As is probably clear at this point, I didn’t like Drillbit Taylor at all, and that went for the extras as well. There’s actually quite a bit of bonus material on the DVD, but none of it was what I would call interesting or insightful.
There’s a commentary track with director Steve Brill (who directed many Adam Sandler comedies like Little Nicky and Mr. Deeds) and co-screenwriter Kristofor Brown. The pair are boring as hell on their own (so much so that partway through I got up to start doing dishes) and the beginning of the track features a couple of uncomfortably long silences as the pair evidently just sit and watch their movie. Brill and Brown are joined periodically by the teen actors for the film, and they’re even less interesting in real life as they are in the film. There’s an old showbiz adage about how you shouldn’t work with children or animals – Brill both in the commentary and in the other extras displays his short patience with his young actors, and hilariously overcompensates by saying over and over again how much he enjoyed working with them – and that should be transferred over to audio commentaries as well. None of the kids adds anything insightful or interesting, and just add to Brill and Brown’s annoying habit of pointing out which scenes were filmed when (“this was the first week of shooting. No wait, I think it was the second…”), apparently mistaking that sort of observation for interesting. It’s not.
An advertised featurette on the film’s screenwriters (Brown and Seth Rogen) is actually just Brown basically interviewing Rogen on the phone (ridiculous!) about Drillbit Taylor, which, judging by how often Brown has to coach his co-writer about the film, Rogen seems to hardly remember working on (the feature ends with Rogen talking for two minutes about how much he loved the new Rambo movie). The feature does have a nice, relaxed tone of two funny buddies just shooting the breeze, but it’s hard not to read into Rogen’s (wise) decision not to participate more on the DVD.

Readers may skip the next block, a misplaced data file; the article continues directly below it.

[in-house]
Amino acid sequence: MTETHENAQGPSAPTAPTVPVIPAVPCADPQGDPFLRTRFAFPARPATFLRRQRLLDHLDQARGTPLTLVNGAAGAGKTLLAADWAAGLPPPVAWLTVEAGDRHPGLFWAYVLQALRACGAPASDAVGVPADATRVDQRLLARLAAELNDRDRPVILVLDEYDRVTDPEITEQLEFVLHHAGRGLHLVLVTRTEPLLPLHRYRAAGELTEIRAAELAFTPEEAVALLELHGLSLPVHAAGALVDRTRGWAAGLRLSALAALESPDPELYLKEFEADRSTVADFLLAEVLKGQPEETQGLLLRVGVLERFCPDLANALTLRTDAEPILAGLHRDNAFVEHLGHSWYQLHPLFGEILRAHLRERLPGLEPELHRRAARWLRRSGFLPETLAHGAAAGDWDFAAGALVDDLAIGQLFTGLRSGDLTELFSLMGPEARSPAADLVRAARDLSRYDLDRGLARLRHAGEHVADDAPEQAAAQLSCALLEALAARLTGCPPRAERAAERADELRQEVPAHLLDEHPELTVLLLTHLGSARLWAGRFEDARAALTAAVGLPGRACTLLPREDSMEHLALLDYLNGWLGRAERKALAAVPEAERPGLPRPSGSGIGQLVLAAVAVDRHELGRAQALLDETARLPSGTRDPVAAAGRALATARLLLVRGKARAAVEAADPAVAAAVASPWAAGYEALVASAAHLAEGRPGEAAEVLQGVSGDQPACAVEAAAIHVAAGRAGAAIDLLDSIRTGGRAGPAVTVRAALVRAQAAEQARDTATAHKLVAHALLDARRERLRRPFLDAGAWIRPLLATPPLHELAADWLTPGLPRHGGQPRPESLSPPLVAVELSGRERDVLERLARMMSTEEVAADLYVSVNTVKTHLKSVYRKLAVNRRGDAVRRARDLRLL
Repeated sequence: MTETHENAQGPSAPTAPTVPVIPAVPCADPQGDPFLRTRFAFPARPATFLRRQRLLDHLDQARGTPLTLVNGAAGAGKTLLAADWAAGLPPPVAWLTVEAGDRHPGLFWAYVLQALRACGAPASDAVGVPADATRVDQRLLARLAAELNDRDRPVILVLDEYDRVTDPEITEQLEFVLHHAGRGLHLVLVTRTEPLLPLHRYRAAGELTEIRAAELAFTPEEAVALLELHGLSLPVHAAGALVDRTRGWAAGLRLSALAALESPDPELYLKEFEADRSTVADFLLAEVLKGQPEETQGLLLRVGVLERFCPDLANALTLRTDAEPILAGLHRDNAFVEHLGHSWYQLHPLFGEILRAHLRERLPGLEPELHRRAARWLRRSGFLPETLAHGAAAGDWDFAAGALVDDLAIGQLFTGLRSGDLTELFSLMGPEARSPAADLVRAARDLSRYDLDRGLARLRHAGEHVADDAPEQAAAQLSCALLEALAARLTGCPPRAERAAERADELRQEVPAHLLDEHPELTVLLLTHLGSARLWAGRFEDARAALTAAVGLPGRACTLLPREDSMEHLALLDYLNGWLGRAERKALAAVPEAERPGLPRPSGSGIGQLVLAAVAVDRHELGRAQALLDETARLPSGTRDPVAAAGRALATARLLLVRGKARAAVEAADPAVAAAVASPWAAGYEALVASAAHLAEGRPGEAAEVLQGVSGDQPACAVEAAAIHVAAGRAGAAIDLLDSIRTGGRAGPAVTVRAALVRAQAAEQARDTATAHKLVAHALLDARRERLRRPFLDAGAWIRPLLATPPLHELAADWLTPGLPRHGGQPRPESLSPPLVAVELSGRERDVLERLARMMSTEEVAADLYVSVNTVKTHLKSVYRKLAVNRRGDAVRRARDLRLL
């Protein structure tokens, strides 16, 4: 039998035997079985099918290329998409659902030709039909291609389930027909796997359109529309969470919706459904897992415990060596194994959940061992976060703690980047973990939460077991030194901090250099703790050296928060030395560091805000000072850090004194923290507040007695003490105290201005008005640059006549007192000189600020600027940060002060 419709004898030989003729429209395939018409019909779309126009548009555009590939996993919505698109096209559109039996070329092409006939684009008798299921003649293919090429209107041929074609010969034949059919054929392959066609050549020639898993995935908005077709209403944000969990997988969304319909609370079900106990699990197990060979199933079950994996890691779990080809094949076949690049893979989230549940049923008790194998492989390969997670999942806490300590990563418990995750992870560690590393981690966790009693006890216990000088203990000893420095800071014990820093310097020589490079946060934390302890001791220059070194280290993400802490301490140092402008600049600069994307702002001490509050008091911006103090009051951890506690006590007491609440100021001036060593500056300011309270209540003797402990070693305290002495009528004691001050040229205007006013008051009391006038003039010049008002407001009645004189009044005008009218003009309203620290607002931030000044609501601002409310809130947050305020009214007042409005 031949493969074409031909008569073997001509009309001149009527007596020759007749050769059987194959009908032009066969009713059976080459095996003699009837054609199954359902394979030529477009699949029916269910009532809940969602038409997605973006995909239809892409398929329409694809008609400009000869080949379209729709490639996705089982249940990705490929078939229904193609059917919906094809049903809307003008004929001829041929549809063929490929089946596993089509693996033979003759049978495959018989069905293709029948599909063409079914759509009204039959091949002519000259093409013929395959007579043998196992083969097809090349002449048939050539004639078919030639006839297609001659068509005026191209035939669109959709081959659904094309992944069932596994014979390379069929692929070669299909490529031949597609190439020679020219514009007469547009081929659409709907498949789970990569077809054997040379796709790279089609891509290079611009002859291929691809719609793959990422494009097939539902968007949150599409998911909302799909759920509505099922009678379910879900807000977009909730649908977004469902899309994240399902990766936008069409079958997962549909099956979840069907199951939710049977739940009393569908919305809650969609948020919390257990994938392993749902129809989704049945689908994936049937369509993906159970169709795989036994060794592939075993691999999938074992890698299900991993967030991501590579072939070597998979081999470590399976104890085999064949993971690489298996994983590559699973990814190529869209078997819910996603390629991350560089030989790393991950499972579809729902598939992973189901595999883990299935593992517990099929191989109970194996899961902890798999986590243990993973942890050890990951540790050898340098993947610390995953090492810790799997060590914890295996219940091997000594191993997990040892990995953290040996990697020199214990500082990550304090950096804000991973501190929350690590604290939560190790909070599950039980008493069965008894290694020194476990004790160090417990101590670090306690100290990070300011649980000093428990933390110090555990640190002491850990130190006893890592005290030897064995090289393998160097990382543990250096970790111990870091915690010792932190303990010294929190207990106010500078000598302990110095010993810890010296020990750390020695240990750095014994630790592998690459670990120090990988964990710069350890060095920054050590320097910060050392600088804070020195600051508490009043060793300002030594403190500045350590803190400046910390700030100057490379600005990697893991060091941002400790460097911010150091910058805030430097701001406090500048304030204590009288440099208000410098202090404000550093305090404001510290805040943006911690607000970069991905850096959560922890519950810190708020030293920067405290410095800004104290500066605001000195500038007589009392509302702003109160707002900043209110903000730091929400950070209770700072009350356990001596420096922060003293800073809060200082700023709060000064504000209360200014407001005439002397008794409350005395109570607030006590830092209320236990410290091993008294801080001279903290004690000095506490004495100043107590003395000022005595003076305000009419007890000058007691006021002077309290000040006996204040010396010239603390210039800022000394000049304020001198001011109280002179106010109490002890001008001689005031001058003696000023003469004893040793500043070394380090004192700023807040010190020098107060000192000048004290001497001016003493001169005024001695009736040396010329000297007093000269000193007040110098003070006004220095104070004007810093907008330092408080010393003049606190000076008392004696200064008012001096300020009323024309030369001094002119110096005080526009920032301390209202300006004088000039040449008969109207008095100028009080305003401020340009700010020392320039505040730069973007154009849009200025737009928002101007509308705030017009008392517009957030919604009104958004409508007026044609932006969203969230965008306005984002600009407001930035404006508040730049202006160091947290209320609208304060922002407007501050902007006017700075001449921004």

There are also 17 minutes or so worth of deleted and extended scenes, which includes the one thing I found genuinely funny on the whole DVD: an extended take of Danny McBride’s scene where his sleazy homeless guy poses as a high school teacher, hitting on students and dropping nuggets of wisdom like “Tequila is the most jealous of all liquors.” There’s a feature called ‘Line-O-Rama,’ which I think was supposed to whip through all the movie’s “great lines” in four minutes or so, but due to the movie’s tin ear for comedy, it’s more like a William Hung greatest-hits album: pointless.
Also included is a gag reel, which is four minutes of the kid actors flubbing lines and messing up takes. Normally gag reels are at least kind of funny, but this one proves there’s nothing in this life you can count on. Rounding out the extras are three-minute bits about shooting a scene where the high school halls are flooded by sprinklers, a brief, un-narrated look at the actor playing the chief bully, a similarly random piece on Danny McBride (which is disappointing in its non-hilariousness), and a five-and-a-half-minute segment called ‘Directing Kids’ where we get to see Brill lose his patience with the child actors a few times. Oh, and there’s an extended version of the rap-off in the film, where the fat kid has an 8 Mile-esque rap battle with the chief bully. As a fan of hip-hop, I personally found this scene in the movie both painful to watch and incredibly offensive, and the extended version made me want to gouge out my eyes and shove pencils in my ears.
Drillbit Taylor is a bad movie with a DVD packed with boring special features. If you’re in the market for a good comedy, check out the improv poker comedy The Grand (some more of my thoughts on that film are here). If you’re in the mood for some quality Owen Wilson comedy, check out his first collaboration with director Wes Anderson, Bottle Rocket. But do yourself a favour and avoid Drillbit Taylor.
Labels: DVD review, Wes Anderson